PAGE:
Sunday, April 13, 2008

 

Pottering in the House

The works to upgrade Duleek sewerage system continues. Over the last few weeks residents in High Meadows Station Road Duleek have had to put up with road closures and diversions. I met with some of the residents on Monday night. They were livid that the Council didn't inform residents about the road closure in advance. As a result a lot of people were inconvenienced. Coupled with that the diversionary route was down narrow lanes behind The Commons - totally inadequate.

The work is going to continue throughout Duleek village for the next year (at least!). I spoke to the engineers and called for more communication, better management of the roadworks, proper notification to businesses and residents and adequate diversions to be put in place. Hopefully they will learn for the messy situation that arose over the last few weeks.

I was called to a meeting with residents from Kilegland House and Killegland Hall in Ashbourne, who are experiencing anti-social behaviour in their car-parks. It seems like a lot of the behaviour is alcohol related. I brought the matter up in the Seanad the following day,

On Tuesday the Seanad was addressed by the President of the European Parliament, Mr Hans-Gert Pöttering, MEP. He spoke on a wide range of issues, including the European Reform Treaty.

I repeated some of his remarks at a meeting in Laytown that evening. The meeting was held to discuss and explain the changes and benefits that will arise from the adoption of the Treaty. The feedback from the meeting was that in general, it appears that people feel they don't have enough information on what the Treaty proposes, a point I made in the Seanad on Wednesday.

This week a delegation of Algerian parliamentarians came to visit Leinster House. On Wednesday I was asked to meet them for a half an hour. I had imagined that the event would be quite informal, maybe myself and another half dozen Irish parliamentarians grabbing a coffee and moving around the room chatting to them. However, when I arrived at the room a lady from the Department of Foreign Affairs stopped me from going in.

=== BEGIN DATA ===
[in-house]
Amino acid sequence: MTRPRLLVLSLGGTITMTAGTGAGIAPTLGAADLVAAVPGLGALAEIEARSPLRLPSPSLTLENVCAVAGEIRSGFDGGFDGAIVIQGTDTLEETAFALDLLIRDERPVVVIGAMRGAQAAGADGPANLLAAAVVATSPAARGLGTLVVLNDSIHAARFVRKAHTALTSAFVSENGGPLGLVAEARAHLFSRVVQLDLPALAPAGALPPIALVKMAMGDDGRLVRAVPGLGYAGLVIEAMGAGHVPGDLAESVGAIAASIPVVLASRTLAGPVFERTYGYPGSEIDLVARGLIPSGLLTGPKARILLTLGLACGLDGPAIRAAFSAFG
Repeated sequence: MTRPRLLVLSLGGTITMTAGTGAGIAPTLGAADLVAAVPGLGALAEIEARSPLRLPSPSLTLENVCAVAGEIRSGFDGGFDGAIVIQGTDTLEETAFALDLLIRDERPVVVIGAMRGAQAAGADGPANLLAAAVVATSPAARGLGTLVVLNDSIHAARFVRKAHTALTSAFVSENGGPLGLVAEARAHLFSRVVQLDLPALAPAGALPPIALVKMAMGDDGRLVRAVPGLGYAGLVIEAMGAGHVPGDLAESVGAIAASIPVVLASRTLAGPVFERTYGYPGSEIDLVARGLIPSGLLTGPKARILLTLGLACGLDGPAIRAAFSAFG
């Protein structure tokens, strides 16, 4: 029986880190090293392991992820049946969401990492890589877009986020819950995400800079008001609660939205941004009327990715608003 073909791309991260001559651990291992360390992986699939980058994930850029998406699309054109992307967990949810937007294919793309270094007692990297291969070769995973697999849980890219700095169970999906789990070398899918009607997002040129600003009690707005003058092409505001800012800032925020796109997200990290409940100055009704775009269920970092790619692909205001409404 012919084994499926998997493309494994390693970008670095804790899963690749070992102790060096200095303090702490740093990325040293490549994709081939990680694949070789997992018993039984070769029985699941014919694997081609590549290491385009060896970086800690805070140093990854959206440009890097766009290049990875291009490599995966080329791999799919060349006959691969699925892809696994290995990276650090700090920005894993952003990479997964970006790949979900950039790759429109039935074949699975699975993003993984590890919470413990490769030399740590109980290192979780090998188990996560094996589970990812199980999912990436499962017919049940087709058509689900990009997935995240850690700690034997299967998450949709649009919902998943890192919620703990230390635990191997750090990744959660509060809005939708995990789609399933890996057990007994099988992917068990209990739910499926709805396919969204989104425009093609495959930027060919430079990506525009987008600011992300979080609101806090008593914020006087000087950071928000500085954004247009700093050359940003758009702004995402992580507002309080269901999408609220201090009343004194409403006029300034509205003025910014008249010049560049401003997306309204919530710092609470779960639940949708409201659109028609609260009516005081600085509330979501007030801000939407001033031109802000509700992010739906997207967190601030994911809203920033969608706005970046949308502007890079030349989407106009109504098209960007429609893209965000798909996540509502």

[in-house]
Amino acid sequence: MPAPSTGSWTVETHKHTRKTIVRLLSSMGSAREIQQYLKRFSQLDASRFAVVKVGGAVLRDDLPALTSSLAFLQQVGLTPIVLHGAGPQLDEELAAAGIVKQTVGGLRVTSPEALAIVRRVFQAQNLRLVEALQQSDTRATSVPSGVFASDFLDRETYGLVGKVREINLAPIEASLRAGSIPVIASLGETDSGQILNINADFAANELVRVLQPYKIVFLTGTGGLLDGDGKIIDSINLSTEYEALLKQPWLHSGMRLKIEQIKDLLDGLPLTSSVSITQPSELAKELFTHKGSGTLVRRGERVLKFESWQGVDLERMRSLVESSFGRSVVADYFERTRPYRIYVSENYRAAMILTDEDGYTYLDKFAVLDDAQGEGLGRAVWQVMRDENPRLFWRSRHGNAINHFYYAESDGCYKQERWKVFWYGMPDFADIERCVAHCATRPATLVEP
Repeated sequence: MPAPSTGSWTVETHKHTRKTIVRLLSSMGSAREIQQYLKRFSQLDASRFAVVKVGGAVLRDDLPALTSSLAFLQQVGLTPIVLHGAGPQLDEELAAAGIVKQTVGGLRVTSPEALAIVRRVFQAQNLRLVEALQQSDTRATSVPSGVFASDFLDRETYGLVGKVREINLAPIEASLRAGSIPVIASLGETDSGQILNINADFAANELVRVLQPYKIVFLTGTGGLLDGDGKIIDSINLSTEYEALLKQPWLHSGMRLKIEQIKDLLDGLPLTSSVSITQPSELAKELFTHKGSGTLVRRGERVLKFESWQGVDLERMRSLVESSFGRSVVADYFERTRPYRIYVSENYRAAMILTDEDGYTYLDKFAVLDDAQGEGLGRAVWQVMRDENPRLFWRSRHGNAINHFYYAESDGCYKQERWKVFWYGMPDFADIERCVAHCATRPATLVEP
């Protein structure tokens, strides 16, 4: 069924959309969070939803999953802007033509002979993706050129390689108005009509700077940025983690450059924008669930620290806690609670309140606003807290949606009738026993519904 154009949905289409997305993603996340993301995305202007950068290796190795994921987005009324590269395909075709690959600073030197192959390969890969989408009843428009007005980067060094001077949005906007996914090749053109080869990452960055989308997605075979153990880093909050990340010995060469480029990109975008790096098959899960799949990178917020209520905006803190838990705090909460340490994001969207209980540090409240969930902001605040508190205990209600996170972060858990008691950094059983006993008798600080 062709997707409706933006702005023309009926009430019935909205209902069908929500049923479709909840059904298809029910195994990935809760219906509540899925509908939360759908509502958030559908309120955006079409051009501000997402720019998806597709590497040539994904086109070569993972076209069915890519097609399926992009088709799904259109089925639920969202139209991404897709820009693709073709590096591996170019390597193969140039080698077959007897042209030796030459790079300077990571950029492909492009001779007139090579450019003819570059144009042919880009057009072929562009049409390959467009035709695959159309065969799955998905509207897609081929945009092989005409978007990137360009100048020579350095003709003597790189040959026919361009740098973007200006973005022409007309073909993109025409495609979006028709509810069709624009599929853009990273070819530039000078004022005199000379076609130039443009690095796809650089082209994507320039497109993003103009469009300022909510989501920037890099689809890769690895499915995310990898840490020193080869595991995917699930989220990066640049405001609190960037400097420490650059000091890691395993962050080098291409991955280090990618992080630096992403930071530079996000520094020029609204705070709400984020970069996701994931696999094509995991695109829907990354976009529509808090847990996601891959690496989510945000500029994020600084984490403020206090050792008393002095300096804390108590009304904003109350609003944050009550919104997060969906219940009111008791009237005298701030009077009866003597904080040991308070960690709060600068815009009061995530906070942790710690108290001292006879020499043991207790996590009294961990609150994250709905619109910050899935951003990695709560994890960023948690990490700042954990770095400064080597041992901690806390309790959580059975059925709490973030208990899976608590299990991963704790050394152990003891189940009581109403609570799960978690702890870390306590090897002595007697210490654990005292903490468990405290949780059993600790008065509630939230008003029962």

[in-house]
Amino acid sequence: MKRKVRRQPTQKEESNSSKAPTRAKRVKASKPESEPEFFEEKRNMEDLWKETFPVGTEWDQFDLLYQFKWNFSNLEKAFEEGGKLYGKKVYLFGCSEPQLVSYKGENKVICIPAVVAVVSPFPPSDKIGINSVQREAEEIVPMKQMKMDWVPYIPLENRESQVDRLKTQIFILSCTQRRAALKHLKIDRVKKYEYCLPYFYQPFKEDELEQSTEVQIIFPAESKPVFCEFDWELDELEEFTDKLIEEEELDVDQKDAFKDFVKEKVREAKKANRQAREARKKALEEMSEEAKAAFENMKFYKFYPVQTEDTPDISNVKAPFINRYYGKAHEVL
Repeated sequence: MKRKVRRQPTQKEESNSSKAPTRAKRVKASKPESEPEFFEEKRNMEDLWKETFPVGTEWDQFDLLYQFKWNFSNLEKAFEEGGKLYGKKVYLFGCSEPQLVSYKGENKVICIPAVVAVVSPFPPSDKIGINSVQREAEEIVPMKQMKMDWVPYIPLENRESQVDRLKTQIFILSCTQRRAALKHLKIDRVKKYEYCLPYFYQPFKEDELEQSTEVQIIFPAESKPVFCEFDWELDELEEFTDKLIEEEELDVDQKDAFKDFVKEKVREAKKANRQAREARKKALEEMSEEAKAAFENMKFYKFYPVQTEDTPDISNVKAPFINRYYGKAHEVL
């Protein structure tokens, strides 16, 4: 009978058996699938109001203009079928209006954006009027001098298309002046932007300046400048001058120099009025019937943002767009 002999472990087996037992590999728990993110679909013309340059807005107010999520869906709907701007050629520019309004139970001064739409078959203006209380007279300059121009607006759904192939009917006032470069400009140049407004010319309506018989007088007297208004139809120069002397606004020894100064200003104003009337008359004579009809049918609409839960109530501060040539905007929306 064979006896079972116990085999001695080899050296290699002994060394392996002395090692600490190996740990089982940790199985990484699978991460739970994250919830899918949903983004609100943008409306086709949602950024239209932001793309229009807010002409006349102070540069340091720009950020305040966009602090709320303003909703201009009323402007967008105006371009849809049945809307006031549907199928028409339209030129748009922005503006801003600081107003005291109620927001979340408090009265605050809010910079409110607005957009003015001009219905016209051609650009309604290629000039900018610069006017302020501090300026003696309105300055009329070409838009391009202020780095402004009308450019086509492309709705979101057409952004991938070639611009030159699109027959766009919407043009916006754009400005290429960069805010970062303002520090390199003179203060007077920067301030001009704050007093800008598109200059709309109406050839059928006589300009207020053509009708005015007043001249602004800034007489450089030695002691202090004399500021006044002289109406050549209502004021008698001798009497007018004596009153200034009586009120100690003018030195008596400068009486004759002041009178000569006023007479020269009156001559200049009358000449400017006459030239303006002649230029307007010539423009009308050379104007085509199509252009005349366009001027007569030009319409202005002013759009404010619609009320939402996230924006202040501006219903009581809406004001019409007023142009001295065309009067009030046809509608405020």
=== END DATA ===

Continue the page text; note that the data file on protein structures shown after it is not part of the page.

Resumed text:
"Enda Kenny's not finished speaking yet" she said.

I noticed that I was the only one waiting to enter the room. Alarms bells started ringing.

"Just what exactly is the format here" I asked.

""Oh, has no-one told you? Deputy Kenny is speaking for 30 minutes, then you are on for 30, then they go for an audience with An Taoiseach" she replied.

I'm afraid my language in response was less than Parliamentarian, and I turned the air blue. I had nothing prepared at all. However, needs must, and so when Enda came out I went in.

There were about ten senior Algerian parliamentarians around the table. I took my place opposite them and proceeded, with the help of a translator, to chat to them until it was time for them to go to the Bert.

For my efforts I got an invite to Algeria and a large tray of fresh dates!

From there I went down to a meeting of the Foreign Affairs Committee on Tibet. We were given a presentation from the Irish Tibet Solidarity Group. Their delegation included a young lady who had escaped from Tibet. She gave a heart-wrenching account of some of the atrocities visited upon her and her family. At one stage she broke down, but managed to recover to finish her presentation. Myself and Senator David Norris co-sponsored a motion calling for dialogue between the Chinese and the Tibetans, a motion which was carried unanimously. The following morning I brought up the issue of Tibet and China in the Seanad.

The race to be Mayor of London is hotting up. With just a few weeks left until polling day the main contenders, Ken Livingstone (Labour) and Boris Johnson (Conservative) are reputed to be neck and neck. Myself, Cllr Dermot Lacey and a few other Irish members went over to help with some canvassing in Kilburn on Saturday. Ken's reception on the streets was mixed. After being Mayor for eight years everyone knows him and they either love him or hate him.

Dermot, Ken & Dom
Myself, Cllr Dermot Lacey and Mayor Livingstone in Kilburn Irish centre.

The week ended on a sad note with the death of President Hillery. I met the man briefly once, in the late '70s. He came down to a scouting event (Jamborora) in Mount Melleray, Waterford that I was at. He always struck me as the epitome of what a President should be - dignified, gracious, accessible. May he rest in peace.

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